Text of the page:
The DIDA documents include emails and other internal SmithKline Beecham/GSK memoranda, which were obtained in the discovery process of Baum Hedlund’s litigation (pre-trial civil procedure allowing the parties to obtain evidence from each other). They allow people to see the extent to which the Paxil clinical trials were manipulated.

Even with evidence of fraud, ghostwritten, published articles are rarely formally retracted by the scientific journals that publish them. By re-posting these documents, it is our hope that public awareness and transparency will help to correct the medical literature. To this day, neither the published 329 nor the 352 Paxil studies have been retracted despite numerous calls from the academic community for their retraction and GSK paying billions to settle fraud claims and criminal allegations stemming from Study 329.

The 352 DIDA documents reveal not just ghostwriting and the spinning of negative study results into positive results, but also the abetting of that alleged fraud by an editor of the scientific journal that published the study. Study 352 was initially rejected for publication during the peer review process. It was only after intervention by an American Journal of Psychiatry editor with financial ties to GSK that the study was published.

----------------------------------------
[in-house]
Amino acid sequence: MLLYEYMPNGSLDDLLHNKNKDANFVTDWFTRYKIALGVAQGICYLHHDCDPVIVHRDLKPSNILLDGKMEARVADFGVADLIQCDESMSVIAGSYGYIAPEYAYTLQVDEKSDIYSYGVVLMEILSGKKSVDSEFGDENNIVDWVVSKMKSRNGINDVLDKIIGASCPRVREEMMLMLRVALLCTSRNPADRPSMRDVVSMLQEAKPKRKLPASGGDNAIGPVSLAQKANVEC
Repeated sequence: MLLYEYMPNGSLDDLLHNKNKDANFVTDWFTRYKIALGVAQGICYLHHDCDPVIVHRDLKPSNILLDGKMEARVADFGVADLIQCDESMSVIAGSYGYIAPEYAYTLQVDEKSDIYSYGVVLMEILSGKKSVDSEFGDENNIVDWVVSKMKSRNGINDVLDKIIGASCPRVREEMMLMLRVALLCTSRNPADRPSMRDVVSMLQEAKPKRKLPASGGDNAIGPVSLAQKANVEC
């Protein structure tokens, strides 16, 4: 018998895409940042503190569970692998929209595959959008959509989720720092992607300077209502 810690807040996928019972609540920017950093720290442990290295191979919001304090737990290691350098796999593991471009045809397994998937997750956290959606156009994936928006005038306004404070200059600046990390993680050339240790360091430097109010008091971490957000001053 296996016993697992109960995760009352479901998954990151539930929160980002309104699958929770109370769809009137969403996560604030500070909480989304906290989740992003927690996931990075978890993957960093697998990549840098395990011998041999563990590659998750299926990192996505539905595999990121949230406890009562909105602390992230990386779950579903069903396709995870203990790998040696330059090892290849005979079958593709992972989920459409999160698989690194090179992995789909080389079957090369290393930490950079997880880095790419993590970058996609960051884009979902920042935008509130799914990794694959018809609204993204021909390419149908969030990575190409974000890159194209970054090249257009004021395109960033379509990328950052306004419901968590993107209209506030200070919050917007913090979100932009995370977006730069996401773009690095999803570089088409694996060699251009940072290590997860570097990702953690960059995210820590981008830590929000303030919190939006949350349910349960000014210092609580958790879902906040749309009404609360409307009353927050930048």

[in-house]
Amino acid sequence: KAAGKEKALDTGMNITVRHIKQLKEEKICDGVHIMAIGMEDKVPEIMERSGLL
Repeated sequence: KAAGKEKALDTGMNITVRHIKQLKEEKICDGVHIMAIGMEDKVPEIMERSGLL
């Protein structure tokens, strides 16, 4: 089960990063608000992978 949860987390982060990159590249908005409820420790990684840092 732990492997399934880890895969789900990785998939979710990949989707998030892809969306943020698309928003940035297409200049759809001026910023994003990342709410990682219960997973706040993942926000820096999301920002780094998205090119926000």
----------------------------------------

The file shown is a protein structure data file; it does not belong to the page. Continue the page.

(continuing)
The documents also show the whitewashing of wrongdoing by Penn. Penn continues to further stonewall investigation into the malfeasance of its faculty in this matter despite numerous attempts on our part to conduct a thorough investigation.

Correspondence Re: ORI 2012-33 – Complaint of Scientific Misconduct against Dwight L. Evans, Laszlo Gyulai, Charles B. Nemeroff, Gary S. Sachs, and Charles L. Bowden

STI Documents